“Because you are,” they say. All three of us crack up as they scrub my feet and rub my scalp and put hot scented sacks of herbs called “fomentation” on my face. They rub me in aromatic oils and work in tandem to knead out my knots. Finally, they wrap me in my sarong and lead me to a stone bathtub for a hot lemon bath. The tub is filled with lemon slices, flowers, coconut pieces, herbs, and different oils.
That afternoon, I try a Pranayana (breathwork) class and am told that yoga is preparation for meditation. Breathe in, hold for six, breathe out, hold for six. I don’t have to sit in an uncomfortable lotus position with my legs cramped. Instead, I kneel with my knees on the ground, straddling a pillow. It’s so comfortable that the following morning, I get back into that position on my terrace, close my eyes, breathe, and listen to the sound of the ocean. I’ve never been able to meditate, but here, ten minutes flies by.
Two days later, I see Dr. Buddhike who weighs me. I’ve lost 1.5 pounds. Excellent! How do I feel, he wants to know. My sinus condition is acting up, so he adds acupuncture to my daily routine with Dr. Poshinie, also an Ayurvedic practitioner. I tell him I have no energy, not even enough to do one lap in the pool. He prescribes an energy paste called Rasa Yana. It tastes sweet, like honey and prunes, and obviously works because the next day, I have boundless energy and do twenty laps non-stop. Then, I walk along the beach and watch the fishermen perched on poles in the water, casting out their fishing poles. After breakfast, I join a guided excursion to the UNESCO World Heritage town of Galle with a 300-year-old walled fort and plenty of shops to buy inexpensive souvenirs.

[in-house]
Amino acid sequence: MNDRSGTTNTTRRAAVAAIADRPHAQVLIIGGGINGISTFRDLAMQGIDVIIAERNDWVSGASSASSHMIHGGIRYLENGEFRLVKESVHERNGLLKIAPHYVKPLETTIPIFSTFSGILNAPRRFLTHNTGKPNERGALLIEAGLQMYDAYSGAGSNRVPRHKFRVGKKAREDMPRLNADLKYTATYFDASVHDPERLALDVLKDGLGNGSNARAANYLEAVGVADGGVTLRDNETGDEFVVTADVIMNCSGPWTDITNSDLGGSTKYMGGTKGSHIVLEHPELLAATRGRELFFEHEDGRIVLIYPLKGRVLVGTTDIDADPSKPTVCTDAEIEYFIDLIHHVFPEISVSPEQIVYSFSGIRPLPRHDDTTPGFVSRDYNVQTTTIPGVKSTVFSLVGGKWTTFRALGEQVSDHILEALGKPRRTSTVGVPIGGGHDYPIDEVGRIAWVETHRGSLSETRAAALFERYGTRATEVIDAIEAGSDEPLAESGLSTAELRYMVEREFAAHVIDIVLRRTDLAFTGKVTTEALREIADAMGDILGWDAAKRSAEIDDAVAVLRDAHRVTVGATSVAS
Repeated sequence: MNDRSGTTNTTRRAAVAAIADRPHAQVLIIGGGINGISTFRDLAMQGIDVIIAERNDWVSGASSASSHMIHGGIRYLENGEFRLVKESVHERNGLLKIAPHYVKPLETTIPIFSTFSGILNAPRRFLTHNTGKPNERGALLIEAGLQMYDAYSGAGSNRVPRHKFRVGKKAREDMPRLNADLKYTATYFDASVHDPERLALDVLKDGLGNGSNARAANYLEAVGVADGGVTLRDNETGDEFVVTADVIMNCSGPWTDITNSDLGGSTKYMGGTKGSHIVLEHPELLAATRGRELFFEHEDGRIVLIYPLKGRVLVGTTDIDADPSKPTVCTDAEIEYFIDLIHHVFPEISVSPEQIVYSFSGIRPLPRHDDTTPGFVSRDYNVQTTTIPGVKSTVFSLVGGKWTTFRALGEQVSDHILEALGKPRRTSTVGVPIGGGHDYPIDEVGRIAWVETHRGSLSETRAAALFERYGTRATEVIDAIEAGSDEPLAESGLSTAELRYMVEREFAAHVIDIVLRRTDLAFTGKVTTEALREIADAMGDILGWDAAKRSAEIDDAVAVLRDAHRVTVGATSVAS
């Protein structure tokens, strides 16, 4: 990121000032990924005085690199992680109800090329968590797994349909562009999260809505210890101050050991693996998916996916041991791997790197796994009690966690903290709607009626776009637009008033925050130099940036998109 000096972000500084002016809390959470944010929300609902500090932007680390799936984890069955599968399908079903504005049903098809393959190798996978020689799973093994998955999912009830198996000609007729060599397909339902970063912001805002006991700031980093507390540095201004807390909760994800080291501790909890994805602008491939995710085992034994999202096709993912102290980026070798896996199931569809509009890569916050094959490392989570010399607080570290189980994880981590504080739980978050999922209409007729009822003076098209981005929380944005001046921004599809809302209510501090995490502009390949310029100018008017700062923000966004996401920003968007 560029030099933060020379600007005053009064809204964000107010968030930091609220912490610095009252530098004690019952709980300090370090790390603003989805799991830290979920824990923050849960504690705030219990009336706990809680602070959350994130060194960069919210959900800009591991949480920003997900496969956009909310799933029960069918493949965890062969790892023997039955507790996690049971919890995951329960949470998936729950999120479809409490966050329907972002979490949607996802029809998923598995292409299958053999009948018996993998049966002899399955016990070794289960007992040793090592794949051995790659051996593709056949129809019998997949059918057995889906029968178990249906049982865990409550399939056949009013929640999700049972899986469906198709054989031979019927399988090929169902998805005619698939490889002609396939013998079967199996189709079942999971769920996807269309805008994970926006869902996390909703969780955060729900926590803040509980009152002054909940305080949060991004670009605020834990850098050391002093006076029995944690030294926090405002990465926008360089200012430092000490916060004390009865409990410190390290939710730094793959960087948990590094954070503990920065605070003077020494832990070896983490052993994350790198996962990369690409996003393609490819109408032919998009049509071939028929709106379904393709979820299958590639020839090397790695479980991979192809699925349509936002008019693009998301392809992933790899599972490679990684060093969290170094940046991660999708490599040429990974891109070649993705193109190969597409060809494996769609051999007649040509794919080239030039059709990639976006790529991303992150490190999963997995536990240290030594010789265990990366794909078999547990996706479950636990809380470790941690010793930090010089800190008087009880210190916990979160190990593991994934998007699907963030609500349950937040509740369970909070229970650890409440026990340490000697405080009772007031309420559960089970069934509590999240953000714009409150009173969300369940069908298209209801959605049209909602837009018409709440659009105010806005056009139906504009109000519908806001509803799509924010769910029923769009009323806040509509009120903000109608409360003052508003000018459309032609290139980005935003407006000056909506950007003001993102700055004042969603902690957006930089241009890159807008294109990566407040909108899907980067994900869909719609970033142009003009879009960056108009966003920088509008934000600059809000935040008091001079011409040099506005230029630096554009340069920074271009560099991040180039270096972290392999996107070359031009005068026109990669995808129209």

My sinus condition is getting much better. I’m beginning to feel very calm and relaxed. One night, I join other guests for the full moon ceremony at a local temple where we all learn to chant Sala Sala Sala while a monk ties a blessing string around our wrists. Another afternoon, I ride on the back of a new friend’s motorbike past rice paddies where a family is stripping rice at the side of the road.
The week flies by much too quickly. I see Dr. Buddhike for my final visit and weigh in. In seven days, I’ve lost six pounds. And the weight has stayed off. I’ve now been home for three weeks and each morning, I get up fifteen minutes earlier and meditate. I’m off Sweet ‘n Low, and I no longer have to take a pill to sleep. I’m eating soup twice a day and steaming my veggies. I’ll return to the Paragon, perhaps next year or the year after—not just to renew my excellent new habit, but also to visit my new friends: my fellow adventurer Claudia, who took me on an excellent tour of Galle, Lala, who taught me pranayama, Nora, who taught me Chi Gong, the wonderful Dr. Buddhike and the lovely acupuncturist, Dr. Risana, the smiling waiters and talented chef, my houseboy who always covered my bed with gardenias, the pool attendants who served me delicious red hibiscus drinks, and of course, my two giggling therapists.
The Ayurveda Paragon has packages from now through March, 2011: 14 nights $2,306 which includes: roundtrip transfer from Columbo Airport, all meals, physicians, acupuncture, daily treatments and classes, Ayurvedic medicines, lectures, trips to Galle and temple.